2020 Electronics Manufacturing Outlook – Walt Custer

“Subdued but Positive Beginning for 2020”

Global Economy
World manufacturing activity was flat as we began 2020 but the trend appears to be one of slow but steadying improvement (Chart 1). 

The recent global (country composite) Purchasing Managers index was in “Zero Growth” territory (PMI=50) however the various country components of this world index varied significantly.  Using the IHS Markit PMI data as a gauge of manufacturing activity (where values greater than 50 indicate expansion) here is how some key electronics producing countries and regions finished 2019.


To quote IHS Markit’s chief economist Chris Williamson.

  • Global PMI rises to eight-month high in December
  • Growth led by services, trade drag eases
  • Employment, new orders and business expectations all lift higher
  • US leads rich-world growth, UK and Japan contract, Eurozone ekes out modest growth
  • Broad-based emerging market expansion led by India

Electronic Equipment Growth (Year-on-Year and Seasonal)
Third-quarter 2019 world electronic equipment sales were up 4.4% sequentially from 2Q’19 and up 0.5% year-on-year in the third quarter of 2019 vs. the same quarter in 2018.  There was late 2019 growth but it was minimal.

World electronic equipment sales are traditionally seasonal and driven by consumer demand.  This seasonality is most pronounced in Asia for PCs, mobile phones and other consumer electronics.  Chart 2 shows this very predictable this seasonality where growth begins its upturn in late summer peak to then peak in November or December and then plunge in the first quarter.  The entire electronic supply chain is impacted by this annual business cycle as material and component suppliers must build capacity (and inventories) for the autumn peak and then withstand the winter drought.

Semiconductors and Semiconductor Capital Equipment
2018 was a boom year for semiconductors thanks to robust end market growth, strong memory chip demand and also excess (panic) ordering and inventory building.  This chip “over ordering” was especially pronounced in N. America which is sill “correcting” for excess orders in 2018 & 2019 (Chart 3).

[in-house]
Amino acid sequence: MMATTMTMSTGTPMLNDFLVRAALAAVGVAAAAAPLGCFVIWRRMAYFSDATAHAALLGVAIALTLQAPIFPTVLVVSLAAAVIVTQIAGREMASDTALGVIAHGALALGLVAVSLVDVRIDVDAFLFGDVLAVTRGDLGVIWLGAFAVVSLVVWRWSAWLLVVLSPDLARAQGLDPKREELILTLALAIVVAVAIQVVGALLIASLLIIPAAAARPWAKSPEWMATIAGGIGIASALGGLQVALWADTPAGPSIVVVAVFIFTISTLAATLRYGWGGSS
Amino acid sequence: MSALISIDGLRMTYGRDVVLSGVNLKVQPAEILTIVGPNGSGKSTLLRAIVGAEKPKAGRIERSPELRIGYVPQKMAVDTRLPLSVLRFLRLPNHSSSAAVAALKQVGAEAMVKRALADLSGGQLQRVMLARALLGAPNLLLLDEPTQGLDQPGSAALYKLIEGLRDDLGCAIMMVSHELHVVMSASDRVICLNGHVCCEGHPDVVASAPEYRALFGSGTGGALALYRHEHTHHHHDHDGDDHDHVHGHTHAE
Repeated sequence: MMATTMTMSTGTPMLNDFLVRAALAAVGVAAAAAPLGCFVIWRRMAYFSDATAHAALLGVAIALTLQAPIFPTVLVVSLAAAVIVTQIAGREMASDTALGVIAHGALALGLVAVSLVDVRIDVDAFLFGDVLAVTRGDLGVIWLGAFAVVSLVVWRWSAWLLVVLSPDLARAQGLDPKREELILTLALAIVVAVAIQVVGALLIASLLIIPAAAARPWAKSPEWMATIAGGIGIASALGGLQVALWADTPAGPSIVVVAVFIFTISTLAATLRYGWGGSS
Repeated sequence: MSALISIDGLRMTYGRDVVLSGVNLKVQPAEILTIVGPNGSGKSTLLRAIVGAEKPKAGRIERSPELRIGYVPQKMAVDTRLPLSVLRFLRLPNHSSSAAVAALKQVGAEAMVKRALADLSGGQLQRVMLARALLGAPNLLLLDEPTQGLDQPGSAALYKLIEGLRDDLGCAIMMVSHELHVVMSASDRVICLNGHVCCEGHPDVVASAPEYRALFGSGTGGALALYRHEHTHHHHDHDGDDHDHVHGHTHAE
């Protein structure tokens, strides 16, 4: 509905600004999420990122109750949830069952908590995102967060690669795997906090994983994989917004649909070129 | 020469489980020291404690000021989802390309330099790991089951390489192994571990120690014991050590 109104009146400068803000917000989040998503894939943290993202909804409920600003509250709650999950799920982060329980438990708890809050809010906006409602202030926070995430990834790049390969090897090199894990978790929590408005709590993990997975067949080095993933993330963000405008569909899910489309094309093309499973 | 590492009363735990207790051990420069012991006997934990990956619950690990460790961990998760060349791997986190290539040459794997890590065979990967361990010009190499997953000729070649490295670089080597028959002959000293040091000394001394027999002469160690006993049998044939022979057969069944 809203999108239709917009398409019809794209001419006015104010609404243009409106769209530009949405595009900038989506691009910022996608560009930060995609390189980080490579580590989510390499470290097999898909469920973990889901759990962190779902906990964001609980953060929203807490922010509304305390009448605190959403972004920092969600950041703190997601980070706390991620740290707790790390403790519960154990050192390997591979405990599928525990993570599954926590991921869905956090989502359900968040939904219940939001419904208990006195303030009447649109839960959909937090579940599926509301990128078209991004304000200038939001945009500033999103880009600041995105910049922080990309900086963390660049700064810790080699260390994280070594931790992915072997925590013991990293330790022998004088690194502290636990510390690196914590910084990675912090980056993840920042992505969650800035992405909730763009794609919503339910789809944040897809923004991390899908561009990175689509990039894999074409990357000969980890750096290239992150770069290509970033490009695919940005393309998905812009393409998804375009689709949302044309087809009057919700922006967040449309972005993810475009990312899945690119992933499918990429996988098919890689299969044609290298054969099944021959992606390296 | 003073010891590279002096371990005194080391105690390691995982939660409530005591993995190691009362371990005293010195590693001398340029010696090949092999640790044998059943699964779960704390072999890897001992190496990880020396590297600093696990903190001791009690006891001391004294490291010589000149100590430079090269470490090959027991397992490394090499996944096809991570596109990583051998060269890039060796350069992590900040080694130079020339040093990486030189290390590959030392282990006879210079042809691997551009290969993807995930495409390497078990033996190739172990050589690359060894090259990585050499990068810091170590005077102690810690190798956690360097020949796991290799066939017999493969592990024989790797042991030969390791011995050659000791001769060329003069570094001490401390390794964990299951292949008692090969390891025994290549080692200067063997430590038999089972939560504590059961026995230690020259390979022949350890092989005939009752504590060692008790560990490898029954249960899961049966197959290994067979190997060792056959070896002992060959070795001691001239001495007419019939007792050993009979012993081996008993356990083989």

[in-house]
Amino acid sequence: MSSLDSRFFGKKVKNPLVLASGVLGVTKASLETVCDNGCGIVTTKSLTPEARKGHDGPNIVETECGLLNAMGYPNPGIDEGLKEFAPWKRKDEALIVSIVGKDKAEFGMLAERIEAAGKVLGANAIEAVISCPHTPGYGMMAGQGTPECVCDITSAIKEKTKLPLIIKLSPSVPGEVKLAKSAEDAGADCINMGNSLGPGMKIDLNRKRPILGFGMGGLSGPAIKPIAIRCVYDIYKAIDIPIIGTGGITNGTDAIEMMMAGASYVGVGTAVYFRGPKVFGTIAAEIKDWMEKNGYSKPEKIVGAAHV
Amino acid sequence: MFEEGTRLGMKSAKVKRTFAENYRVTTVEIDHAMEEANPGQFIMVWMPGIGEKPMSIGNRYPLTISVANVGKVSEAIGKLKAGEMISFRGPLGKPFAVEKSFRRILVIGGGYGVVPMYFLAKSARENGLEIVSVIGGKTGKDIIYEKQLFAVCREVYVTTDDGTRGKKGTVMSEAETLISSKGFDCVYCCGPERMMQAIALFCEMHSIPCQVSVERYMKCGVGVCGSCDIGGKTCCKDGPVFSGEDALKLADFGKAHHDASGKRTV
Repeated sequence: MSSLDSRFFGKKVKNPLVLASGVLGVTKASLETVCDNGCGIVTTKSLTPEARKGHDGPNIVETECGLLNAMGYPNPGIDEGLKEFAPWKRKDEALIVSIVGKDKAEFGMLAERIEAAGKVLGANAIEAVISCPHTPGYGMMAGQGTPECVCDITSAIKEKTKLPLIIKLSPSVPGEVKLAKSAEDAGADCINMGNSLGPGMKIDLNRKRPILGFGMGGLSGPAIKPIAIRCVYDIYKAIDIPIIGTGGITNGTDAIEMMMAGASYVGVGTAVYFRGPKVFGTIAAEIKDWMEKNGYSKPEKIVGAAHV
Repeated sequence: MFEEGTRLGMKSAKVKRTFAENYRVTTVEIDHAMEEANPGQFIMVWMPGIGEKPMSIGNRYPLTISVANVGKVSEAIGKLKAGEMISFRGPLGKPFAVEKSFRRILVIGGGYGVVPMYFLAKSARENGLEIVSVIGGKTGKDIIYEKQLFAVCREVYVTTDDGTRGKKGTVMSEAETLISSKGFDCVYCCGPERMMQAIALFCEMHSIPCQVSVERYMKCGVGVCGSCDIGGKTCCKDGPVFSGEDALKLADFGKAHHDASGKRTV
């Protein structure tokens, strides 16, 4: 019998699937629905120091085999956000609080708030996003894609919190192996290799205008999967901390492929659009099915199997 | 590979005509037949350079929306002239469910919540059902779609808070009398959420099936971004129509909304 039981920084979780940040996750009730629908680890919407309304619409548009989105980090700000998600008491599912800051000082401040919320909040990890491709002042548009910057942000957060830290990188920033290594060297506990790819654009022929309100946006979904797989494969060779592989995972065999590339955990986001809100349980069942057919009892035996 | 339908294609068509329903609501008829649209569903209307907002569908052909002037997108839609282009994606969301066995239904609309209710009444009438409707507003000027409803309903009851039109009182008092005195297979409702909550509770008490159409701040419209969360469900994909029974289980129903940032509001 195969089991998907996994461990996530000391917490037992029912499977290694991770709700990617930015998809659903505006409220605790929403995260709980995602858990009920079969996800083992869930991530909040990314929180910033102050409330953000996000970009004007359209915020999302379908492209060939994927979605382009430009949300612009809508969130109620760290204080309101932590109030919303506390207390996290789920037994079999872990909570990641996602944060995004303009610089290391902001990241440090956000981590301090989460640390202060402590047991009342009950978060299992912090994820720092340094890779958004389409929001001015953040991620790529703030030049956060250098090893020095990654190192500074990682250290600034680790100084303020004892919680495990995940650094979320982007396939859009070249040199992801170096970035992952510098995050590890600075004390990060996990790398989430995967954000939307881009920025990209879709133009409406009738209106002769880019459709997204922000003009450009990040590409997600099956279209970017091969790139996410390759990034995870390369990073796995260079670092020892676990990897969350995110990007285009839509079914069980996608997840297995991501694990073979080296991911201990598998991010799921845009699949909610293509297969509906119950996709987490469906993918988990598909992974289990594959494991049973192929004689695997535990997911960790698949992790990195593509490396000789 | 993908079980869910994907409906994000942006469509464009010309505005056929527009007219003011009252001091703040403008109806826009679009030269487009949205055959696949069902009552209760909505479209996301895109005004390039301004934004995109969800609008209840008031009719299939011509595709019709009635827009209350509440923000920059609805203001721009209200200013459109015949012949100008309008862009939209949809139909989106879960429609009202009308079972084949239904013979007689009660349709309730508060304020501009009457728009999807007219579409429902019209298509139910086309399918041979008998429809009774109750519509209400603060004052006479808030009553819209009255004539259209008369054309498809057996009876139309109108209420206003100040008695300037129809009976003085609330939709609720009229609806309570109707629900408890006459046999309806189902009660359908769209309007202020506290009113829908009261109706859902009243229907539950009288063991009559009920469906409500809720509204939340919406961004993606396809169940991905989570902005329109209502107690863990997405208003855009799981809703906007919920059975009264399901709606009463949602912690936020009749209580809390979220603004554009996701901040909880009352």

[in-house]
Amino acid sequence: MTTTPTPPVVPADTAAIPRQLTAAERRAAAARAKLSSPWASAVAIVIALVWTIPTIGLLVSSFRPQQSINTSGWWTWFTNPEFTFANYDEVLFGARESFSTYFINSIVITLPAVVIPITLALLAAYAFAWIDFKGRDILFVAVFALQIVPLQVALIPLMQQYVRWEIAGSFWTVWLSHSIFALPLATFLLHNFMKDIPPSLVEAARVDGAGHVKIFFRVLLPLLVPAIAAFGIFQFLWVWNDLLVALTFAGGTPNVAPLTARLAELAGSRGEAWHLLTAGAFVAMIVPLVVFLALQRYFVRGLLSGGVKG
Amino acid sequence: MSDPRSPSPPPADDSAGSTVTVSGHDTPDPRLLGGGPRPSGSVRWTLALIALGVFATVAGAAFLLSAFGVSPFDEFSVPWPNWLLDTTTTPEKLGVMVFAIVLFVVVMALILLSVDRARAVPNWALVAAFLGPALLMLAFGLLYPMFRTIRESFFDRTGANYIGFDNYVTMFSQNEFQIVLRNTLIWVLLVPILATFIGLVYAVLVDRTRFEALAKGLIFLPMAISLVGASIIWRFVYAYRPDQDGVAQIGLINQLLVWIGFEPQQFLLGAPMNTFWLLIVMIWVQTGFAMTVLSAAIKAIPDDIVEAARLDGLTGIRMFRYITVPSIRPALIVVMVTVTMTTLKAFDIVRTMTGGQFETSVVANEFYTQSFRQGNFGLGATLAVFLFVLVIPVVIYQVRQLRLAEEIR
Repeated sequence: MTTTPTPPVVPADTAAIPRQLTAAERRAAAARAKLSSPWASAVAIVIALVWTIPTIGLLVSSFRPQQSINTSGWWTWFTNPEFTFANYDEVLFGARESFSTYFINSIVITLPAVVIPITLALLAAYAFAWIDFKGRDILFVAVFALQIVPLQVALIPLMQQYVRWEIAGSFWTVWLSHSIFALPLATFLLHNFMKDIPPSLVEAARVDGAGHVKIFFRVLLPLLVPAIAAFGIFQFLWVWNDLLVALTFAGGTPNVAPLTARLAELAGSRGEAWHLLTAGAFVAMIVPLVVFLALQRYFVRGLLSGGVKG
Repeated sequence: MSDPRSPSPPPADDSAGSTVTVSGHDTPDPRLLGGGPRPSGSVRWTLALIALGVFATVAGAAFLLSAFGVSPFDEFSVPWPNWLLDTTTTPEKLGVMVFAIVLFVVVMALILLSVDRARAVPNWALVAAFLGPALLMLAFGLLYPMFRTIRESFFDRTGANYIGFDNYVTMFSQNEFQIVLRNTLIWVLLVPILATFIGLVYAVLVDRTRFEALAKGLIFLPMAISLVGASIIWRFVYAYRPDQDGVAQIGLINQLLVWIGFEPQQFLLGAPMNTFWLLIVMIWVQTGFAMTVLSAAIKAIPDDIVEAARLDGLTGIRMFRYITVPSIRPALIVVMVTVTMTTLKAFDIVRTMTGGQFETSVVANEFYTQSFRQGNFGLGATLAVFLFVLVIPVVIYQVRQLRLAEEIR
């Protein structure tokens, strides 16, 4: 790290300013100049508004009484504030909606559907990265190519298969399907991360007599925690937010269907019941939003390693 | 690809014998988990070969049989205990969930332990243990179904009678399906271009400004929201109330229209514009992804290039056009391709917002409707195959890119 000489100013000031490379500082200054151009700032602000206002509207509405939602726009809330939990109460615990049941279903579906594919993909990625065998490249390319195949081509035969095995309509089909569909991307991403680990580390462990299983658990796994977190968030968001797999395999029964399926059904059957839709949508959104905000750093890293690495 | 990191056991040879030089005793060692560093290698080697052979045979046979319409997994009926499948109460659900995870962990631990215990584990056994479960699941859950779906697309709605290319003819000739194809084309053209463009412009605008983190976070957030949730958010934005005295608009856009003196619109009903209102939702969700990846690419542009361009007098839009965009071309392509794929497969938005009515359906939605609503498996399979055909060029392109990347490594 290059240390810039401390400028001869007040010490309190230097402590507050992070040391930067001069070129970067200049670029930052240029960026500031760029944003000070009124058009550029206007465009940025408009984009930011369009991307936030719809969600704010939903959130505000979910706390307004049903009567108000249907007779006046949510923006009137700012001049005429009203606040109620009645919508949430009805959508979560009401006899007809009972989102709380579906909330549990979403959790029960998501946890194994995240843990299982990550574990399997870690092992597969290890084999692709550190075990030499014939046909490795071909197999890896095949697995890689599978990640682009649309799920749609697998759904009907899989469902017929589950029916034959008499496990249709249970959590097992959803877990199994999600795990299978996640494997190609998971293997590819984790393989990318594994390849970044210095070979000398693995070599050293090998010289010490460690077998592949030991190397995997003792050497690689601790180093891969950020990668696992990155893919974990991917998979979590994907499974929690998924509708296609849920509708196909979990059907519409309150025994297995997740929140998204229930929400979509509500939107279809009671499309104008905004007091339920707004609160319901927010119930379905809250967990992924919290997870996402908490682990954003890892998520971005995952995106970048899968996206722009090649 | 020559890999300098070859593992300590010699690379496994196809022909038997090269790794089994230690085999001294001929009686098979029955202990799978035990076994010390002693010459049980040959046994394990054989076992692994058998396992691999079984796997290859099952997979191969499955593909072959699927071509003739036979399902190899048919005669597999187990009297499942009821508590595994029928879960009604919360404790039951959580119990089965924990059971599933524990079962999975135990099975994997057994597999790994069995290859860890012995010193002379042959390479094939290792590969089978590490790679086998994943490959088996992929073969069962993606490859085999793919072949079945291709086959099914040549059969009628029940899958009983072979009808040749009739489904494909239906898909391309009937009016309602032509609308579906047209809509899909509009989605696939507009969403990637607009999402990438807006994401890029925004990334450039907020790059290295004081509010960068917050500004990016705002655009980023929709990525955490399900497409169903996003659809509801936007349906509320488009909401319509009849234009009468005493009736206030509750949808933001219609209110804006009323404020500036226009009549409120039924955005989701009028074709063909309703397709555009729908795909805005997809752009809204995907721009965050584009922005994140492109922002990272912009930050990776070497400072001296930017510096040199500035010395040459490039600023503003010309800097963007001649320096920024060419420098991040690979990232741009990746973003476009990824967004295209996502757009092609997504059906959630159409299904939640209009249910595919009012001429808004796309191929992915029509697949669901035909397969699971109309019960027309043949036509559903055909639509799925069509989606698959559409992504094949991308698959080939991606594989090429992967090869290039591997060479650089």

The SIA/WSTS recent forecast (Chart 4) shows the robust demand (and excess inventory-building) for semiconductor in 2018, the downward “correction” in 2019 and then the modest (5.9%) growth forecast for 2020.

Semiconductor capital equipment (SEMI) spending mirrors semiconductors – although it is even more volatile.  SEMI equipment world sales rose 25% in 2017 followed by a 14% growth in 2018 before plunging an estimated 8-10% in 2019.  2020 will again likely see modest SEMI equipment growth.

EMS and ODM Activity
World EMS and ODM sales slowed in late 2019, mirroring reduced electronic equipment demand (Chart 5).  We estimate that global growth (based on 52 global publicly traded EMS and ODM companies sales converted to US dollars) dropped from over 10%+ in 3Q 2018 to minus 2% in 3Q 2019.  This growth will undoubtedly again rebound in 2020.

Materials and PCB Process Equipment
Based upon a sampling of publicly traded companies supplying process equipment, materials and CCL laminate to the global PCB industry we estimate growth (US $ denominated) as follows:


We expect 2020 to see improved growth numbers in all categories.

Printed Circuit Boards
Dr. Hayao Nakahara kindly provided his most recent global PCB forecast (US$):


Global PCB production is also very seasonal (Chart 6) mirroring monthly electronic equipment sales.

Global Electronic Supply Chain Growth
Chart 7 summarizes the growth of the world electronic supply chain in 3Q’19 vs 3Q’18.  This information is based on composite quarterly revenues of groups of publicly traded companies supplying similar products.  The sales are aggregated by product type and converted to US dollars at fluctuating exchange rates.  The 4Q’19 data will be available in about March 2020.  Contact Jon (joncusterconsulting.com) or Walt (walt@custerconsulting.com) for an update.








Leave a Reply